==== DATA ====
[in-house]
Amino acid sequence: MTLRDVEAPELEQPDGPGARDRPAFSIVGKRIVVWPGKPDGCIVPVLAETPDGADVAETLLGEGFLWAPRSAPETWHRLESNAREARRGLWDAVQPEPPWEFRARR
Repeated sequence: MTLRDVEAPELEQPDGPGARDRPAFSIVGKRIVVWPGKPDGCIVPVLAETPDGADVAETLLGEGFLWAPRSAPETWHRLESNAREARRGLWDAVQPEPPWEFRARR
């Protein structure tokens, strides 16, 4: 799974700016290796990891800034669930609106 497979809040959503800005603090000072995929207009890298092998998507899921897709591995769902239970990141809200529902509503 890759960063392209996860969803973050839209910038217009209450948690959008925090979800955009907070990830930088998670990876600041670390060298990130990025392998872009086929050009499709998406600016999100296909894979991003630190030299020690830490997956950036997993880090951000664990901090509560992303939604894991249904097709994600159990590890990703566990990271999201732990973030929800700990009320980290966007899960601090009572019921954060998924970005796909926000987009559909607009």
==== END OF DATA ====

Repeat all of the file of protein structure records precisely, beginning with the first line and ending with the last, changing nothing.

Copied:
[in-house]
Amino acid sequence: MTLRDVEAPELEQPDGPGARDRPAFSIVGKRIVVWPGKPDGCIVPVLAETPDGADVAETLLGEGFLWAPRSAPETWHRLESNAREARRGLWDAVQPEPPWEFRARR
Repeated sequence: MTLRDVEAPELEQPDGPGARDRPAFSIVGKRIVVWPGKPDGCIVPVLAETPDGADVAETLLGEGFLWAPRSAPETWHRLESNAREARRGLWDAVQPEPPWEFRARR
């Protein structure tokens, strides 16, 4: 799974700016290796990891800034669930609106 497979809040959503800005603090000072995929207009890298092998998507899921897709591995769902239970990141809200529902509503 890759960063392209996860969803973050839209910038217009209450948690959008925090979800955009907070990830930088998670990876600041670390060298990130990025392998872009086929050009499709998406600016999100296909894979991003630190030299020690830490997956950036997993880090951000664990901090509560992303939604894991249904097709994600159990590890990703566990990271999201732990973030929800700990009320980290966007899960601090009572019921954060998924970005796909926000987009559909607009």